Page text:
DREAMS AND GOALS can sometimes be powerful motivators for change. One diabetic woman dreamed that her doctor said she had three years left to live, if she didn’t change her lifestyle, eat healthier and quit smoking. With a young daughter, this dream was enough to shake her into action, prompting her to seek out information on natural healing. While she wasn’t able to reach all of her goals, the changes she made added another 25+ years onto her life.

CHALLENGES push competitive people toward change. Athletes love to defy the odds. A-Type personalities love when someone says they can’t do something, because it drives them to overcome the odds and prove their critics wrong every time. This was the case for a mother who gave birth to a son who had brain damage, autism and later developed a drug addiction. Doctors told her to give up and start looking for a group home, but she was determined to find a better solution. She knew that if you expect nothing, you get nothing in return. They turned their focus to food and found the answers to their most pressing challenges.

LEARNING EXPERIENCES are some of the most powerful forces of change. For instance, one woman lost a child to cancer and witnessed her mother suffer from schizophrenia / depression / arthritis / diabetes / Parkinson’s / cancer. She chose not to live her life that way. Science demonstrates that we can work towards improving our genetic lot in life- individuals can make healthier choices to manage our internal chemistry and carve out a healthier path than did generations before us. Other people truly enjoy the journey of learning. One mother recounts her story of searching for natural treatments for autism, finding solace in the discovery of alternative avenues for treatment outside of the traditional route most are blindly following.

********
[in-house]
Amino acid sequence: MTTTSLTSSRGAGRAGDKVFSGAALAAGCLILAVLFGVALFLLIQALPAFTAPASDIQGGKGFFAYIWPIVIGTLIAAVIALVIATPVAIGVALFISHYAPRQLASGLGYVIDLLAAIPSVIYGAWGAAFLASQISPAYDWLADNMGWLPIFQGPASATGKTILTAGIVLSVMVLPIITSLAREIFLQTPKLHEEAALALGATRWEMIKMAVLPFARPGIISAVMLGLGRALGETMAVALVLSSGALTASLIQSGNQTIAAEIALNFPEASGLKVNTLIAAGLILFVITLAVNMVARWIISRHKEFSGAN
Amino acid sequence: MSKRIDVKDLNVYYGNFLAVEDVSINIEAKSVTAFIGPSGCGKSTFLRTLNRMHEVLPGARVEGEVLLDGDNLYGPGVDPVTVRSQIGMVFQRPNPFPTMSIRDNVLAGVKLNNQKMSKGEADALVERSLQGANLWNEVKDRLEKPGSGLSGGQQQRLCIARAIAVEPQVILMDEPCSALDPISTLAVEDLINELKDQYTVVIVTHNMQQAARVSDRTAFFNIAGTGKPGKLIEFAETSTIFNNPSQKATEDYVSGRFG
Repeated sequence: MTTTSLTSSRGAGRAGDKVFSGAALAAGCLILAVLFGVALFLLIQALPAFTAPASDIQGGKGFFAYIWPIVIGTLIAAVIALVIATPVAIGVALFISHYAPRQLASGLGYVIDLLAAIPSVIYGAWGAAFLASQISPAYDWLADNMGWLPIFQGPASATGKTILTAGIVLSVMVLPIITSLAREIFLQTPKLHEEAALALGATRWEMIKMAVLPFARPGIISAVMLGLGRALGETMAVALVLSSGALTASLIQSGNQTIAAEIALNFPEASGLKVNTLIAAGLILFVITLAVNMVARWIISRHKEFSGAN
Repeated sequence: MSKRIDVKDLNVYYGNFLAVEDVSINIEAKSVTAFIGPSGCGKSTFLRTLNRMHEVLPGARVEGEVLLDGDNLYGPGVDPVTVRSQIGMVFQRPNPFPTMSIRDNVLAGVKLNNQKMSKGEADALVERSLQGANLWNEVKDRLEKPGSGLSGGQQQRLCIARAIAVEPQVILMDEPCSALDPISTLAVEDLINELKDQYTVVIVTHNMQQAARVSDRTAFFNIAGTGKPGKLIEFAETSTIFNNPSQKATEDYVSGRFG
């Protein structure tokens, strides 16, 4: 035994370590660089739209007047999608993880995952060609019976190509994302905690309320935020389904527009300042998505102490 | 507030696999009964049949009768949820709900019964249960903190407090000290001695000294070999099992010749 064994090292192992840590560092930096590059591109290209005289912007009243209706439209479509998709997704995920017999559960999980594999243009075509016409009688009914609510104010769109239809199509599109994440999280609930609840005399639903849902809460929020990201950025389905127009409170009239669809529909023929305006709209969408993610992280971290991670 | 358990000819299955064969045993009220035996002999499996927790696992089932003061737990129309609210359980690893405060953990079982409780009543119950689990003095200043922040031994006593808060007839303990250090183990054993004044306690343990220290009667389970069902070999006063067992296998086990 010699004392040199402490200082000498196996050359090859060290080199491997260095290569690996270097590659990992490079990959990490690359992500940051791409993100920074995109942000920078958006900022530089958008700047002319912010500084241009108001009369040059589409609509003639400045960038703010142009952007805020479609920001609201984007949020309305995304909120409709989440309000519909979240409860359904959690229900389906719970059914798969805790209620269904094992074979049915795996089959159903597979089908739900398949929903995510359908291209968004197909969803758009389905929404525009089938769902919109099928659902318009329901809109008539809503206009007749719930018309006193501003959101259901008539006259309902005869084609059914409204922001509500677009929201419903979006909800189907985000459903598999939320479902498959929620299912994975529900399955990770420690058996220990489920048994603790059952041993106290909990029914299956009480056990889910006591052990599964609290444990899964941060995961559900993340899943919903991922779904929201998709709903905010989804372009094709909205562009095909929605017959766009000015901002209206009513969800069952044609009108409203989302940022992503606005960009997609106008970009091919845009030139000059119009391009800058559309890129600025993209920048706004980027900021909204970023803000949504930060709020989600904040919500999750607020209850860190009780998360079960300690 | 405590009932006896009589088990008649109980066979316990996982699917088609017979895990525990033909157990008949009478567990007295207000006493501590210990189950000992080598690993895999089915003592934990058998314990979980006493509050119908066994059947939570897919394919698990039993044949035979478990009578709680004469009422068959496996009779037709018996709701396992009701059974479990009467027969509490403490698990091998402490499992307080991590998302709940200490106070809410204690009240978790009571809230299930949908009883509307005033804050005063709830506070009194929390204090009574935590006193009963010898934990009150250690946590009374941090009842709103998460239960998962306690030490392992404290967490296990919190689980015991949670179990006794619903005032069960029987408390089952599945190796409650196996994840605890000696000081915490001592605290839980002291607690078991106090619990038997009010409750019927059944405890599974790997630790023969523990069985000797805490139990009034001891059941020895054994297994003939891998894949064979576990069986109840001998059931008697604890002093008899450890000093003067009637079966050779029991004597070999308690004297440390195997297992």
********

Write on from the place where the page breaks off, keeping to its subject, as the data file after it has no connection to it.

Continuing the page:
HEALTH AND LIFE GOALS help us change course oftentimes. One woman didn’t want allergies, irritable bowel syndrome and incompetent health practitioners to stand in the way of her fertility and her goals of having children. She began to research and empower herself. In the end, she was glad that she had charted her own healthy course, finally fulfilling her beautiful dream of motherhood.

Several recent studies indicate that people with the highest stakes are often the most reluctant to change, according to Valerie Ulene of the L.A. Times. In 2007, researchers at Washington University in St. Louis reported that of 1,200 obese men and women, the average individual lost 0.2 percent body weight following a heart attack (which is 1 pound for a 220 pound person). A 2008 study in the Journal of Clinical Oncology by Canadian researchers reported that less than 20 percent of 9,000 Cancer survivors were getting in their 5 servings of fruit and vegetables each day and only 50 percent were exercising. Didn’t these people get the memo?
•    People who quit smoking after their first heart attack are 37% less likely to suffer another.
•    Heart attack patients who begin exercising are 30% less likely to die at an earlier age.
•    Women with breast cancer who engage in physical activity improve survival rates by 50%.